Bone knives . Bone knives are tools created in the period known as prehistory of humanity whose main raw material is organic, that is, they were made of bone, antler or ivory.
Bone knife with wooden rope
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- 1 History
- 2 Features of these knives
- 3 Bone industry
- 4 Some tools of the bone industry
- 5 Sources
During the Lower Paleolithic and Middle Paleolithic, humans used bones little to make tools, as evidenced by the materials preserved in the archaeological finds. There are bones intentionally broken by man, but they cannot be considered useful. These bone findings are called underworked bone.
It is during the Upper Palaeolithic and later times when a true bone instrumental with well-defined types appears, to such an extent that when they appear they are called in some strata fossil director because they define a certain cultural area.
Knife entirely made of ivory
Features of these knives
Organic materials do not possess the hardness of stone when making a tool. However, they are much more malleable and flexible, allowing them to be used for other activities. Therefore, they allow techniques that are difficult to elaborate with stone, such as trimming, drilling, incising or polishing. In addition, bone materials allow certain marks to be made on its surface, as well as the development of artistic manifestations, such as that of the Upper Paleolithic furniture art.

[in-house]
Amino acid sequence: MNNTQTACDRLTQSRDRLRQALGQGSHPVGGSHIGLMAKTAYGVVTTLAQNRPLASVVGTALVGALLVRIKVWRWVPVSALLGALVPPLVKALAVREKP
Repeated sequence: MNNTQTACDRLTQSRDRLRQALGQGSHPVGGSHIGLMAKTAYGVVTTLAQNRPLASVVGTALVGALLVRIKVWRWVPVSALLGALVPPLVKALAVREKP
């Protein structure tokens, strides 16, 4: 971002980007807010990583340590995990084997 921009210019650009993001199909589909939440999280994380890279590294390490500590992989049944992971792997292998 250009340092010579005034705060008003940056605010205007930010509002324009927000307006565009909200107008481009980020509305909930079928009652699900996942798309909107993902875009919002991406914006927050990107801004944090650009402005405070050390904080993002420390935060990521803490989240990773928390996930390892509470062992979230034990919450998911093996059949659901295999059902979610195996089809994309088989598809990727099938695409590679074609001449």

These knives are part of the supplies, weapons and tools made in that prehistoric period for what has been called the bone industry. Unlike the stone industry whose main material was stone, this industry made a wide variety of objects in bone, antler or ivory. Due to their chemical nature, they have a lower degree of conservation than flint knives and other minerals; The bone knives and other utensils of this stage that have been preserved today have been because they have been buried under favorable conditions.
Knife, needle and bone punches
Certain animal bones, such as long bones, ribs, scapulae, or teeth, were used as raw materials for making ornaments and tools. Bone selection depended on the intended function of the final object. Thus, the tubular bones were cut in a bevel and pointed to obtain punches or needles, while the flattened bones were more suitable for the production of spatulas, knives, etc. Sometimes the support was subjected to fire to harden it